Monday, October 29, 2012

Nor'easter Night 1

Here's a few pictures of our boat from last night. We were asked today by the marina if this was our first boat and first time living aboard (yes), to which they replied that our boat was tied up the best and we're riding nicely. They also commented on how calm we were...we can only hope that when/if the situation gets worse we remain calm, do what needs to be done, and most importantly remain safe.

Ok, enough babble, on to the pics. We'll try to have some videos of the storm picking up posted today too.

they moved the boat today on our port (left) side so we added some additional lines connecting us to that finger dock as well today.

Tied up to the finger off our starboard side and to the main dock. There were no cleats on the main dock so we tied off to the vertical 2x4s underneath.

As Sandy Approaches - Nor'easter Shows her Fury

Up here in Maine we have been tracking Sandy's path pretty closely. We decided to stay in the water and on board through the thick of it since by the time it makes up to us it should just be downgraded to a Tropical Depression. We did some extra preparations doubling up lines and crisscrossed some lines to the adjacent finger in case anything was to happen to ours.

For us, as of yet, Sandy has not reached her long fingers out to grace us our boat. Up here, we are currently getting the brunt end of a nor'easter. With winds out of the NE picking up speeds it was a rocky night as high tide encroached upon us around 11pm. At low tide we have a buffer ground between us and the channel that the sea can't come over so high tide is when it is at it's worst (as I write this it is just past high tide and still extremely rocky).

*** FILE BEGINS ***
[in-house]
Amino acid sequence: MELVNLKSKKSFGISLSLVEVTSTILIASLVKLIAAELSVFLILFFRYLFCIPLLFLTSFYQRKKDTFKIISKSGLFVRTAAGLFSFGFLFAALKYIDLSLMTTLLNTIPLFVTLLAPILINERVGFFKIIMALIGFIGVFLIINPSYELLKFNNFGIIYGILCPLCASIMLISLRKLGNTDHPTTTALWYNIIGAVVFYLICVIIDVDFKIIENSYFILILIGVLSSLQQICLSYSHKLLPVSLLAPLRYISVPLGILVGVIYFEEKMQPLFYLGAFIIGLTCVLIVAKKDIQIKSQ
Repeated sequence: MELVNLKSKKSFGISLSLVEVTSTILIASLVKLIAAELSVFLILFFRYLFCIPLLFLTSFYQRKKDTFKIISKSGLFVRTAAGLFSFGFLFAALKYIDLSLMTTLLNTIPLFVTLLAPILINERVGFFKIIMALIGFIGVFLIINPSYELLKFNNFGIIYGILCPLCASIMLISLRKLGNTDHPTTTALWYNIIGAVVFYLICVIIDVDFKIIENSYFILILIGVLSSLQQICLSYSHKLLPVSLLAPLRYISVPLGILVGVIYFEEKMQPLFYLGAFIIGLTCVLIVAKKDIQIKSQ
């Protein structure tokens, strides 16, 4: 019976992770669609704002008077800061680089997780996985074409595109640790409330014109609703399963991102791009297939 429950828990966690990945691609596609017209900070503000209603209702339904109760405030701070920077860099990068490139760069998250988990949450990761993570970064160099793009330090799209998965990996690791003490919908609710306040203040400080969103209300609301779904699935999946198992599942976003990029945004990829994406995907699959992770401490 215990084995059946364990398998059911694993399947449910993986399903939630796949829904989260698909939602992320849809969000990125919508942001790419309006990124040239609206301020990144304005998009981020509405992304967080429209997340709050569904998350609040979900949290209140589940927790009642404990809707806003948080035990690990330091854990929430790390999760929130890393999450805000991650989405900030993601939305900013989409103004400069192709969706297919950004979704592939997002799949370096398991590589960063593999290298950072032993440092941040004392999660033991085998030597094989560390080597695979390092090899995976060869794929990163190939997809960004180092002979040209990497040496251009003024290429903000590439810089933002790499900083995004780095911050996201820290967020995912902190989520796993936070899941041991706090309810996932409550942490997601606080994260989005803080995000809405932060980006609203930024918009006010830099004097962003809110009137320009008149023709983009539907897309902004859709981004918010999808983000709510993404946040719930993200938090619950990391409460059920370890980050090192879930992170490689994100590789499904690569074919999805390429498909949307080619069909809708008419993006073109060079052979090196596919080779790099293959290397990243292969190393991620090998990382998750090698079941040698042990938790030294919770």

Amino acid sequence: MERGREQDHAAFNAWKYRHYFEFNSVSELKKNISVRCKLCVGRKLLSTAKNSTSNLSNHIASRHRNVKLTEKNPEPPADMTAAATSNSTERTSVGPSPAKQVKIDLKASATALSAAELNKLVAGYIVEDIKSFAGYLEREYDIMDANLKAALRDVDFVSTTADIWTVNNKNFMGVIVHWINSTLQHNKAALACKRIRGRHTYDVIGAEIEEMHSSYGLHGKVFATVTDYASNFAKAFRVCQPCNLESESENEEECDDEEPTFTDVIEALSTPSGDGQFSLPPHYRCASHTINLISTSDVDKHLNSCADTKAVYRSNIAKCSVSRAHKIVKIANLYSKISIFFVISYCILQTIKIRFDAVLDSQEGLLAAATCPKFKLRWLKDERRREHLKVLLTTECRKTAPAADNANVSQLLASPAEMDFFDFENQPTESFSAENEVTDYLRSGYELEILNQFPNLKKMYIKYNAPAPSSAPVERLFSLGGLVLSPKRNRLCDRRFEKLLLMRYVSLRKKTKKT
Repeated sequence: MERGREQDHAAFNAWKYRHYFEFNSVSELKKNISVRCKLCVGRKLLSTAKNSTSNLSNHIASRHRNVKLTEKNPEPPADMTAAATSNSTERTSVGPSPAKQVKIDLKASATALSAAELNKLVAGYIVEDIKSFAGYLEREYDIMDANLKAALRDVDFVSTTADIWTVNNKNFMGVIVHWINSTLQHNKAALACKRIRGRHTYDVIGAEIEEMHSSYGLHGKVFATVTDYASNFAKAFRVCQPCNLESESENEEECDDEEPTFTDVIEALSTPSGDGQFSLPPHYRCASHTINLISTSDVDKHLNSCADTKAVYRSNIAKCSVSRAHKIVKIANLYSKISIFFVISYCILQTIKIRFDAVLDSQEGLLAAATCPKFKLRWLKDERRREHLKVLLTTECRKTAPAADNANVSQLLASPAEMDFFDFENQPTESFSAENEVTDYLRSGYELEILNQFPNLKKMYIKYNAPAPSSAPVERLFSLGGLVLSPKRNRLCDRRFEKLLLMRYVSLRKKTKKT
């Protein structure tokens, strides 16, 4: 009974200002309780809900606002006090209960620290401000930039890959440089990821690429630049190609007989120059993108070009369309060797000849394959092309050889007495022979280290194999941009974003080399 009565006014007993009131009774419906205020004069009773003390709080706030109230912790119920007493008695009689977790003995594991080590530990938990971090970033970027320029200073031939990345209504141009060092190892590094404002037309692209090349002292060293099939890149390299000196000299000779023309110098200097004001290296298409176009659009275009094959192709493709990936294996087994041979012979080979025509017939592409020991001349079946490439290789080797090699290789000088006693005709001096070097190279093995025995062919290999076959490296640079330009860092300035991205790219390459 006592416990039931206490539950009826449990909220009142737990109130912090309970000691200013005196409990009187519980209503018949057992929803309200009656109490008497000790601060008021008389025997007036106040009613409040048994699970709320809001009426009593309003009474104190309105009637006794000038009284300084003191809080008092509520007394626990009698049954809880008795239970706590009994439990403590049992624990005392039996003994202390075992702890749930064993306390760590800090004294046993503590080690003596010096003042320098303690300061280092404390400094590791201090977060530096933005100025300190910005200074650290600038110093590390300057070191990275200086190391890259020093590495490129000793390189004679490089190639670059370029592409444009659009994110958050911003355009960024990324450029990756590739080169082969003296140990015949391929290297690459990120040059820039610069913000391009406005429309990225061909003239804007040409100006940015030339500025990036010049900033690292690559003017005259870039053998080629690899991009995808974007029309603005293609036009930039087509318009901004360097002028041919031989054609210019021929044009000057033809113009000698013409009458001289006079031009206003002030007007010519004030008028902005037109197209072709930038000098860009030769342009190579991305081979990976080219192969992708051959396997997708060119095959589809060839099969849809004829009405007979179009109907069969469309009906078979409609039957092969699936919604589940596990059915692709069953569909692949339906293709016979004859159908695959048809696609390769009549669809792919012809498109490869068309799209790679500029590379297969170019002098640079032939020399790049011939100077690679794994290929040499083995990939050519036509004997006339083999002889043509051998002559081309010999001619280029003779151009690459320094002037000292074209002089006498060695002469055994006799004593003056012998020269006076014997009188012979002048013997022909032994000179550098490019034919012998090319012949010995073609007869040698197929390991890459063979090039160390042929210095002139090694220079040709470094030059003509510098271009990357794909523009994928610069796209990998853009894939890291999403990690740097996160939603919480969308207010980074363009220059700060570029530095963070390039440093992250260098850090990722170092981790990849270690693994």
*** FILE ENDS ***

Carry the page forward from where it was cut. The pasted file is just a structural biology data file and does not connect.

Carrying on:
There are about 15 boats, sail and motor mixed, here in our Marina with people staying on them through the duration of the storm (most of which are liveaboards like us), it's a great community and everyone is looking out for each other.

Here's some tips if your boat is in the water and you're braving through.

* If you're concerned about your finger, tie lines back to the actual main dock from your finger. We tied to the vertical pillars under the main dock.

* If you happen to have an empty finger next to you, cross lines over to it's cleats. If your finger (god forbid) breaks, you are attached to another finger...i.e your boat doesn't float off!). Also this will help minimize the jerking of your boat. The boat next to us was just moved so we'll be adding another line from our stern diagonally to the cleat on the finger to our port side.

* Put soap or lubrication on your creaking lines on your boat. You will be much happier without the noise reverberating  throughout your boat! If you have line shock absorbers, use them.

* Have a bag with your valuables ready. None of us want to abandon our boats, but your life is more valuable. If the worst was to happen and you need to flee your boat, grab your packed bag with things that are irreplaceable. We also have our foul weather gear, shoes and car keys all in sight.

If you have any other tips you'd like to share (land or water) please add below! We'd love to hear your preparations.

We'll be sleeping in the cabin tonight (one eye open perhaps) until we know the worst of the storm has passed by.